[vc_row][vc_column][vc_column_text]The recent Supreme Court ruling that has legalized same-sex marriages in all fifty states provides an excellent opportunity for Second Amendment advocates to pursue concealed carry reciprocity in all fifty states.[/vc_column_text][banner300 banner=”5517620b381df”][vc_column_text]Currently, the U.S. is a patchwork of different laws concerning the lawful carrying of firearms. This inequality makes travelling while exercising one’s Second Amendment liberties nearly impossible. As the Supreme Court has validated the supposed right for same-sex couples to marry regardless of what state in which they reside, it stands to logic that the right to keep and bear arms in a practical sense would also apply across state lines.
While the line of thinking makes sense, the National Rifle Association has been quick to offer a warning to gun owners to not violate laws as the case for concealed carry reciprocity has not yet been ruled on and it may never be.
[W]e strongly advise concealed carry license holders not to assume Obergefell provides them with the legal basis they need to carry without an in-state license in strongly anti-gun states such as Maryland, New Jersey, or New York. Doing so at this point would still subject the traveler to arrest and criminal prosecution.
This is so for a number of reasons, chief of which is that the U.S. Supreme Court has not yet ruled squarely on the question of whether the Second Amendment protects the right to carry a loaded handgun in public, and if it does, whether states must recognize each other’s permits. The landmark cases of Heller and McDonald only concerned the question of handgun possession in the home.
Until the Supreme Court rules on the issue conclusively, certain reliably anti-gun jurisdictions can be counted on to exist in a state of denial and defiance. If states and lower courts can ignore a congressional statute like Firearm Owners’ Protection Act – and they do – they certainly can ignore arguments that the philosophical bases for interstate recognition of same-sex marriage compel interstate recognition of concealed carry permits.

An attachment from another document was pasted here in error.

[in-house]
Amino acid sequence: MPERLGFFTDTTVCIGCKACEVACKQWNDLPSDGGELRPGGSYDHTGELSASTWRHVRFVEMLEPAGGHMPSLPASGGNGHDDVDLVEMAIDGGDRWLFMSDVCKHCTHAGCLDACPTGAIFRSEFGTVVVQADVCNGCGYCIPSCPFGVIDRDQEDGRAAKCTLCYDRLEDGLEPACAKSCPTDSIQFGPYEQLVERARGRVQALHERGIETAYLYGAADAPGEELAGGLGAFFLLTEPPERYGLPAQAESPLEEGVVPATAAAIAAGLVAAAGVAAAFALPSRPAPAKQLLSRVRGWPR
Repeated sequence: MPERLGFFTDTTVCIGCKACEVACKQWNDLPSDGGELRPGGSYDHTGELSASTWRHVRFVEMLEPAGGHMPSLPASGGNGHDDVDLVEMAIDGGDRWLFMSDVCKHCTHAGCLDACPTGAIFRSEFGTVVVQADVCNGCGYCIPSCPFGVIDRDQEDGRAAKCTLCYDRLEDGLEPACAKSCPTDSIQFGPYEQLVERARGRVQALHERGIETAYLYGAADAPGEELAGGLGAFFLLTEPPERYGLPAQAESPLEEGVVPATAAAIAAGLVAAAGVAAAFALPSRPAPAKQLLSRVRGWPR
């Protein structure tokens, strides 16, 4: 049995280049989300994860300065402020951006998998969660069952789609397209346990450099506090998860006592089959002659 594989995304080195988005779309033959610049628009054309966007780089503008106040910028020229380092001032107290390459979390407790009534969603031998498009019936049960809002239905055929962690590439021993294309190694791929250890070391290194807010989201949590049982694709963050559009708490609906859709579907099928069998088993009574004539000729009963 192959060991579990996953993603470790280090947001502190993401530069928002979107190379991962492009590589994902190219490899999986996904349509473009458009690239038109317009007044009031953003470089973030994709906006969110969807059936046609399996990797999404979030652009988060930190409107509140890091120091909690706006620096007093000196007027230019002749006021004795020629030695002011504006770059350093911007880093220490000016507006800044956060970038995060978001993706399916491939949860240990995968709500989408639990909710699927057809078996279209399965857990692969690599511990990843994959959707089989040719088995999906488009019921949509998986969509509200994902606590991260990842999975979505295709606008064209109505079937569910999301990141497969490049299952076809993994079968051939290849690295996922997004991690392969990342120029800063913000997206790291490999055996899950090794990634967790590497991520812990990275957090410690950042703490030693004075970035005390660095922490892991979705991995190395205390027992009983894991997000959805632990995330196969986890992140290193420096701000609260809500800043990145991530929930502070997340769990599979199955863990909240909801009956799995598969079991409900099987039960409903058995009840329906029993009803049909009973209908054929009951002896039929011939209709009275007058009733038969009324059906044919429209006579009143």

Matt Vespa at HotAir notes that the Supreme Court has, thus far, not been willing to hear cases worming their way up through the court system concerning this important issue.
So far, the Supreme Court has rejected to hear arguments from petitions that directly challenge such statutes in Woollard v. Gallagher–a Maryland-based lawsuit– (2013) and Drake v. Jerejian, which challenged New Jersey’s concealed carry process (2014). The plaintiff in the New Jersey case–John Drake–has two permits from Utah and Florida, which allows him to carry in 38 states, except for his home state. The Drake case also asked the question that the NRA wants to be clarified before the Court, which is “whether the Second Amendment secures a right to carry handguns outside the home for self-defense.”
Vespa and the NRA are correct. While this may seem like a “no-brainer,” we must wait for a confirmation of our rights by the Supreme Court as lawmakers have, for the past half-century, pretended that the words “shall not be infringed” is open to a wide variety of interpretations.[/vc_column_text][/vc_column][/vc_row]